Wednesday 22 May 2019

Going Dutch

A slow-burning romance, and life in Amsterdam, spelled love for designer Avril Murphy Allen and her husband, Enda. Dutch accents now influence their renovated Co Dublin coach house.

Avril Murphy Allen’s home is a coach house dating from the 1850s, which now has a contemporary extension designed by architect Paul Kelly, of FKL architects.
Avril Murphy Allen’s home is a coach house dating from the 1850s, which now has a contemporary extension designed by architect Paul Kelly, of FKL architects.
Avril in the kitchen with units built by Geoff Langrell, of Langrell Kitchens. A glass expanse looks out on to a stone wall
The main feature of the dining area is the disappearing corner — the glass doors fold back, making the dining area and garden almost one.
The original living room of the coach house features trompe l’oeil panels. ‘I’d love wood panelling, but the room is too small’
The clogs are a souvenir of happy times in Holland

Mary O'Sullivan

It's that time of year when, after months in a dark half-light, ignoring the gathering dust and clutter, everything changes for us.

The evenings are getting brighter and, not only do we hate the build-up of rubbish around us, we finally have the energy to do something about it. So, skips are ordered, plans are drawn up to clear cupboards and drawers, and a freshening up of the house in the form of a paint job is contemplated.

 

Of course, there are some people who never allow their homes to get this way. Avril Murphy Allen is one such person and, on her website, she very kindly imparts her top tips on how to avoid clutter. She also follows her own advice to the letter. In the magnificent home she shares with her husband, Enda, and their two teenagers, everything has its place, and the decor is full of clever design elements, all geared towards creating an elegant, cosy, yet streamlined, clutter-free environment.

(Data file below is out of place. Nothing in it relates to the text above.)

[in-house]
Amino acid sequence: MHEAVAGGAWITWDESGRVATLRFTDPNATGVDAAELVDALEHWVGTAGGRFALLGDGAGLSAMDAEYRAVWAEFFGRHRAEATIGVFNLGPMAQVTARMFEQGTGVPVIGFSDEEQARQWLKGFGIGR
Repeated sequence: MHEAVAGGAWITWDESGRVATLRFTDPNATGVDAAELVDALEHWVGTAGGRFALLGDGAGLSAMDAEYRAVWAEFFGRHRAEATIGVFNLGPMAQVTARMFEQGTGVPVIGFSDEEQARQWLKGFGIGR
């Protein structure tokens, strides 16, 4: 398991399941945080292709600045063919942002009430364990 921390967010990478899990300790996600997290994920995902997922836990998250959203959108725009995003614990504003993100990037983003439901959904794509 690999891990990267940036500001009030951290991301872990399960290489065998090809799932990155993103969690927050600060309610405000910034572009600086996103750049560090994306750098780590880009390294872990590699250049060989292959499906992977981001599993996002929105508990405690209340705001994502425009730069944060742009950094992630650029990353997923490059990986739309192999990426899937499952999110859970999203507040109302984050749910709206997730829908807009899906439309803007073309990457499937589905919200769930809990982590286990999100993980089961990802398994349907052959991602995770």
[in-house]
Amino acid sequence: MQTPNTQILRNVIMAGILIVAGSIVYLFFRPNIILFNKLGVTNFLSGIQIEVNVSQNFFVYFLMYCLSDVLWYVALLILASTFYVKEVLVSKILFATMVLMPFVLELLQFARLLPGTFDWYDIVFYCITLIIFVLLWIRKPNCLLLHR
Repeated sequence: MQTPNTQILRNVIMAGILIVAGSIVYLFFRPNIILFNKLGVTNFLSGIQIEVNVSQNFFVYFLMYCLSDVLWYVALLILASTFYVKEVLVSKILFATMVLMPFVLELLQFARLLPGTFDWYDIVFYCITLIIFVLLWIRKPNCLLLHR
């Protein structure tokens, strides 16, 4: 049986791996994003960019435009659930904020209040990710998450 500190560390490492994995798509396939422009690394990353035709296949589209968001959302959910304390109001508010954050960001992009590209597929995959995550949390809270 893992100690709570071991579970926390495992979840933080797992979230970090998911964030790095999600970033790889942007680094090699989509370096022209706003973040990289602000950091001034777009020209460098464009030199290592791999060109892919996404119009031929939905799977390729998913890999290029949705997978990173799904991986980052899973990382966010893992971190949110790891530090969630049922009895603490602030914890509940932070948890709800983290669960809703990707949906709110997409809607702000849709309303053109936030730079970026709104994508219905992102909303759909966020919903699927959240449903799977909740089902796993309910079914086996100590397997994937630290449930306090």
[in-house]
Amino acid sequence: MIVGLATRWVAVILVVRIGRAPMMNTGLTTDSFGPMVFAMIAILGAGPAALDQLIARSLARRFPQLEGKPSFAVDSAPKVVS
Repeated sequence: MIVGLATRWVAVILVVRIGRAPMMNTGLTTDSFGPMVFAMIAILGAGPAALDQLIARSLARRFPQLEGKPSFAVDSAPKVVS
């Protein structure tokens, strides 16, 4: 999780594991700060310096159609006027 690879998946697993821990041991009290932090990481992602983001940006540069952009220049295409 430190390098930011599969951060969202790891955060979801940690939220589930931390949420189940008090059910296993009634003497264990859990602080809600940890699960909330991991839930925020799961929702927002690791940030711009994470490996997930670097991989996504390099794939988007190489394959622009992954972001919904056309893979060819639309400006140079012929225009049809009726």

Features include custom-built units to hide away unsightly TVs, and a splashback in her kitchen that slides back and forth, behind which all the ugly paraphernalia of cooking is stored.

Instead of the piles of bills and school reports, and takeaway menus that the rest of us drop on our hall tables, Avril has a clever collection of marked boxes for each type of document, and actually makes a design feature of them. In fairness to the rest of us amateurs, Avril is a professional at this. She starred in RTE's Desperate Houses, advising ordinary punters on how to make the most of their homes, and her business is interior design – something that she's been immersed in since childhood.

"I spent most of my life moving around the furniture in my bedroom when I was a child. I'm still doing it," Avril says with a laugh. "The kids warn Enda before he comes home, 'She's moving the furniture again.'"

After finishing school, architecture first appealed to her, but Avril was drawn more to design, so she did model-making, followed by environmental design, which gave her a grounding in all sorts of areas, including stage, exhibition-stand, furniture and interior design.

"I opted for it because I thought it and the model-making would give me more options," Avril says.

And she was right. Once Avril had finished her studies, her first jobs were in the area of exhibition design and, indeed, shop-fitting, before she found her niche in interior design. She has consistently worked in the area, both here and in Amsterdam, where she lived for two long spells.

It was Enda's work in banking which brought them to the Netherlands. As for the romance between the two of them, Avril insists that, while she is a designer, Enda was the one with the designs . . . on her. The bubbly blonde had met Enda when she was 16, at her sister Carolyn's 21st – Carolyn went on to marry Enda's brother – yet it was nearly 10 years before the penny dropped with Avril.

"We became great friends, and my boyfriends disliked him intensely, but I couldn't see why," she says. "Then I met him with a beautiful girl he was going out with. I was going out with someone, too, but I cried my eyes out. He was always saying, 'You should go out with your best friend', and I realised I had made a terrible mistake."